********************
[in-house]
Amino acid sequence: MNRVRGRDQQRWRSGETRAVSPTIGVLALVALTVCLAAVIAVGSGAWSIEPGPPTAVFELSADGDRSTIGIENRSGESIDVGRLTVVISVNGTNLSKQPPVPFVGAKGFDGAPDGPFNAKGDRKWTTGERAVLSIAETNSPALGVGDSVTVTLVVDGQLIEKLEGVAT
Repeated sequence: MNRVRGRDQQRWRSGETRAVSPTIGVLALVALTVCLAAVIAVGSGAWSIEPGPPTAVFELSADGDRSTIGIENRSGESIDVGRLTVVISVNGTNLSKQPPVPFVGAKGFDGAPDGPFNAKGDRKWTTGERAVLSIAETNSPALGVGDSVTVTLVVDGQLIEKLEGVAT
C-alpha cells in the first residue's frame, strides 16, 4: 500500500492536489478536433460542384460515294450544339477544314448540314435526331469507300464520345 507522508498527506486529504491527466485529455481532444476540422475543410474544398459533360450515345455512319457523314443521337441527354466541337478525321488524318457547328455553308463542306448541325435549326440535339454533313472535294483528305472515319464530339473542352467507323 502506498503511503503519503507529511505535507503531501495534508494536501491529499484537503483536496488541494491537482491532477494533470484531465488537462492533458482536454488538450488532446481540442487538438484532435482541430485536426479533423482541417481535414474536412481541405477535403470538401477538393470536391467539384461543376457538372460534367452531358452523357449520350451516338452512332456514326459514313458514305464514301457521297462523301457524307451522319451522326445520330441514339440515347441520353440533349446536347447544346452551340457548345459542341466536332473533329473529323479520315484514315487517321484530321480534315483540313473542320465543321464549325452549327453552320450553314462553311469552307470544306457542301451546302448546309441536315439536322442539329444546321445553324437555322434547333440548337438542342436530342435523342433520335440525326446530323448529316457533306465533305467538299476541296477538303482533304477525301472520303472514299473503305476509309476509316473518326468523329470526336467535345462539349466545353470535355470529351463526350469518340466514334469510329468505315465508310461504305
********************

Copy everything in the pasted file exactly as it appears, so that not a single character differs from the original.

[in-house]
Amino acid sequence: MNRVRGRDQQRWRSGETRAVSPTIGVLALVALTVCLAAVIAVGSGAWSIEPGPPTAVFELSADGDRSTIGIENRSGESIDVGRLTVVISVNGTNLSKQPPVPFVGAKGFDGAPDGPFNAKGDRKWTTGERAVLSIAETNSPALGVGDSVTVTLVVDGQLIEKLEGVAT
Repeated sequence: MNRVRGRDQQRWRSGETRAVSPTIGVLALVALTVCLAAVIAVGSGAWSIEPGPPTAVFELSADGDRSTIGIENRSGESIDVGRLTVVISVNGTNLSKQPPVPFVGAKGFDGAPDGPFNAKGDRKWTTGERAVLSIAETNSPALGVGDSVTVTLVVDGQLIEKLEGVAT
C-alpha cells in the first residue's frame, strides 16, 4: 500500500492536489478536433460542384460515294450544339477544314448540314435526331469507300464520345 507522508498527506486529504491527466485529455481532444476540422475543410474544398459533360450515345455512319457523314443521337441527354466541337478525321488524318457547328455553308463542306448541325435549326440535339454533313472535294483528305472515319464530339473542352467507323 502506498503511503503519503507529511505535507503531501495534508494536501491529499484537503483536496488541494491537482491532477494533470484531465488537462492533458482536454488538450488532446481540442487538438484532435482541430485536426479533423482541417481535414474536412481541405477535403470538401477538393470536391467539384461543376457538372460534367452531358452523357449520350451516338452512332456514326459514313458514305464514301457521297462523301457524307451522319451522326445520330441514339440515347441520353440533349446536347447544346452551340457548345459542341466536332473533329473529323479520315484514315487517321484530321480534315483540313473542320465543321464549325452549327453552320450553314462553311469552307470544306457542301451546302448546309441536315439536322442539329444546321445553324437555322434547333440548337438542342436530342435523342433520335440525326446530323448529316457533306465533305467538299476541296477538303482533304477525301472520303472514299473503305476509309476509316473518326468523329470526336467535345462539349466545353470535355470529351463526350469518340466514334469510329468505315465508310461504305